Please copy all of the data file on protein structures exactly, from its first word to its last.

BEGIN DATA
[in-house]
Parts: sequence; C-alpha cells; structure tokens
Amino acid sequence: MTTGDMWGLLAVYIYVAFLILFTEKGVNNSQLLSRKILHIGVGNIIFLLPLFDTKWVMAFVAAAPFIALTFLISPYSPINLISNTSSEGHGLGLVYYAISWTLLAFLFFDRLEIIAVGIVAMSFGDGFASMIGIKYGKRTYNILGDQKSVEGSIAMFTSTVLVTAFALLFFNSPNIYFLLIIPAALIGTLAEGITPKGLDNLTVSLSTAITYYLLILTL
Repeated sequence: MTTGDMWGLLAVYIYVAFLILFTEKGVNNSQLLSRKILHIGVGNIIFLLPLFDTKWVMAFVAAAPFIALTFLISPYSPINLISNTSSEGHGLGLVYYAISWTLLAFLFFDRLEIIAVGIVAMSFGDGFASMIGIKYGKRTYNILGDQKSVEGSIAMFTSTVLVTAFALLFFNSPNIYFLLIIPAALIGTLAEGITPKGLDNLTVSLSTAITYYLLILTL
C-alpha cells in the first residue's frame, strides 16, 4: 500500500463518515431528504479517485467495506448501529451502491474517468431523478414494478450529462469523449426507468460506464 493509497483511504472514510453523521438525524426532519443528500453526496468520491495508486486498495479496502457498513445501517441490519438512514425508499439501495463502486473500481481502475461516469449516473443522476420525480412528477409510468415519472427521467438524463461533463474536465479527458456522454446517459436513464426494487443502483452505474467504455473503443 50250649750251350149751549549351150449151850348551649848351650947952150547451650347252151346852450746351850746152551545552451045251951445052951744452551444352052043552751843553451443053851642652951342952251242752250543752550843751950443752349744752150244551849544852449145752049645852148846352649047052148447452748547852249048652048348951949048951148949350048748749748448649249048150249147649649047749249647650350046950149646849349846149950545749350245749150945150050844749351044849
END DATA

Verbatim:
[in-house]
Parts: sequence; C-alpha cells; structure tokens
Amino acid sequence: MTTGDMWGLLAVYIYVAFLILFTEKGVNNSQLLSRKILHIGVGNIIFLLPLFDTKWVMAFVAAAPFIALTFLISPYSPINLISNTSSEGHGLGLVYYAISWTLLAFLFFDRLEIIAVGIVAMSFGDGFASMIGIKYGKRTYNILGDQKSVEGSIAMFTSTVLVTAFALLFFNSPNIYFLLIIPAALIGTLAEGITPKGLDNLTVSLSTAITYYLLILTL
Repeated sequence: MTTGDMWGLLAVYIYVAFLILFTEKGVNNSQLLSRKILHIGVGNIIFLLPLFDTKWVMAFVAAAPFIALTFLISPYSPINLISNTSSEGHGLGLVYYAISWTLLAFLFFDRLEIIAVGIVAMSFGDGFASMIGIKYGKRTYNILGDQKSVEGSIAMFTSTVLVTAFALLFFNSPNIYFLLIIPAALIGTLAEGITPKGLDNLTVSLSTAITYYLLILTL
C-alpha cells in the first residue's frame, strides 16, 4: 500500500463518515431528504479517485467495506448501529451502491474517468431523478414494478450529462469523449426507468460506464 493509497483511504472514510453523521438525524426532519443528500453526496468520491495508486486498495479496502457498513445501517441490519438512514425508499439501495463502486473500481481502475461516469449516473443522476420525480412528477409510468415519472427521467438524463461533463474536465479527458456522454446517459436513464426494487443502483452505474467504455473503443 50250649750251350149751549549351150449151850348551649848351650947952150547451650347252151346852450746351850746152551545552451045251951445052951744452551444352052043552751843553451443053851642652951342952251242752250543752550843751950443752349744752150244551849544852449145752049645852148846352649047052148447452748547852249048652048348951949048951148949350048748749748448649249048150249147649649047749249647650350046950149646849349846149950545749350245749150945150050844749351044849